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A Strong Victory For Marine Le Pen In France; Macron Only Came Third

Marine Le Pen’s right-wing National Rally party (RN) appears to have won the first round of the French parliamentary elections, according to early projections, as President Emmanuel Macron’s party dropped to third place.

According to the first IPSOS estimates, the National Rally bloc is in first place with 34 percent of the vote, ahead of the left-wing alliance in second place with 28.1 percent, while Macron’s centre-left coalition is trailing in third place with 20.3 percent.

Projections show that after the second round of voting next Sunday, the National Rally would win between 230 and 280 seats in the 577-member National Assembly – which is less than the 289 needed for an absolute majority.

The left-wing alliance, the recently created New Popular Front (NPF), would have between 125 and 165 seats, while Macron’s ensemble and his allies would have between 70 and 100.

The projection means that the National Rally – from which Le Pen has sought to purge the racism and anti-Semitism that proliferated under the decade-long leadership of her father, Jean-Marie Le Pen – is closer to power than it has ever been but may not be able to govern with a majority. Her party is still labelled “extreme” by the Slovenian media.

“Democracy has spoken, and the French people have put the National Rally and its allies first – and virtually wiped out the Macronist bloc,” Le Pen told a crowd of cheering supporters, but stressed that next Sunday’s second round would be crucial.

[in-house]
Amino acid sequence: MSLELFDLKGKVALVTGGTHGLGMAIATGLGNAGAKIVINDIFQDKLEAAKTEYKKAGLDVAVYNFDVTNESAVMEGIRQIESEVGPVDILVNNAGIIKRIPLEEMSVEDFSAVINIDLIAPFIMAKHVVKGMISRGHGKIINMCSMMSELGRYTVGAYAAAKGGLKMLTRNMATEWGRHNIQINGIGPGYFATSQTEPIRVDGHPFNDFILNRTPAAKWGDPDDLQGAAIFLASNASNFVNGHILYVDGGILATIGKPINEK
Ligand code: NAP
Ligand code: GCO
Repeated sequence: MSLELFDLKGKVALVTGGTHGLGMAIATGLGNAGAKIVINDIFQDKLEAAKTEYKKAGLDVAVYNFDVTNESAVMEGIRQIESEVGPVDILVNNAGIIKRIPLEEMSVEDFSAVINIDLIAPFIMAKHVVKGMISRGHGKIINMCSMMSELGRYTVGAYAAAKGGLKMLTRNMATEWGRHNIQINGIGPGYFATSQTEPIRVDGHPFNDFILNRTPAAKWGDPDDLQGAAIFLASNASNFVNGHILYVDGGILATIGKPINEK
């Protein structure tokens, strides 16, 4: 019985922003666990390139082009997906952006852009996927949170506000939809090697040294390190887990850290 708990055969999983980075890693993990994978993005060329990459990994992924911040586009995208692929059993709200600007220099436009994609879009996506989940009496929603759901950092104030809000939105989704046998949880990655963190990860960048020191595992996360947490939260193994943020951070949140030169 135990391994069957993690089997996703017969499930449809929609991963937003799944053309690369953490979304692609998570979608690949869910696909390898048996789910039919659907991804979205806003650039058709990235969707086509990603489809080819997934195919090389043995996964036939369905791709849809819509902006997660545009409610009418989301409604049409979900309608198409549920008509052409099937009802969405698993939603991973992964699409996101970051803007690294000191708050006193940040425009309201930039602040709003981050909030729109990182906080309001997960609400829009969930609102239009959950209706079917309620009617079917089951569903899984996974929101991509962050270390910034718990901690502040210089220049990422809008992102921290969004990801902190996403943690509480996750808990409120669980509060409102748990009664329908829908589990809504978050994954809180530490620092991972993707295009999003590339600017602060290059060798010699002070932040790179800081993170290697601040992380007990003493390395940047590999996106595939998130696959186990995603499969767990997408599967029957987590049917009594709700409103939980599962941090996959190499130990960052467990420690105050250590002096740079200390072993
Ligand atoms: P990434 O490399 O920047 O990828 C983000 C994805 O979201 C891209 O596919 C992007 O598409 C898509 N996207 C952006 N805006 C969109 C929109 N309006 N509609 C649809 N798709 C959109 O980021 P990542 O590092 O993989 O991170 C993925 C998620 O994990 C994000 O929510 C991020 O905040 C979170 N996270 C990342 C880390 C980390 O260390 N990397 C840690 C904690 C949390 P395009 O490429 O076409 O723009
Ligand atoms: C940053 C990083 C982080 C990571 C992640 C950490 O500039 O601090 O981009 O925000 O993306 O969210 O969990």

“Nothing has been won – and the second round will be decisive,” she said.

The National Rally is not likely to get the majority

With the National Rally not expected to reach the 289 seats needed for an absolute majority in the 577-member National Assembly, France faces an uncertain future. In optimistic speeches ahead of Sunday’s vote, Jordan Bardella – the 28-year-old National Rally leader and prime minister-designate – said he would refuse to lead a minority government in which the National Rally would require allies’ votes to pass laws.

Now comes a week of political logrolling, with centre and left parties deciding whether to back down in individual seats to prevent the National Rally from winning the majority.

First snap elections since 1997

Macron’s decision to call snap elections – the first in France since 1997 – took the country and even his closest allies by surprise. Sunday’s vote took place three years earlier than necessary and just three weeks after Macron’s party was defeated by the National Rally in the elections to the European Parliament.

Minutes after the humiliating defeat, Macron said he could not ignore the message sent by voters and took the “serious, difficult” decision to call early elections.

French voters turned out in huge numbers across the country and its overseas territories. The overall turnout on Sunday is expected to be 65.5 percent, the highest in the first round of parliamentary elections since 1997, according to IPSOS.

I. K.

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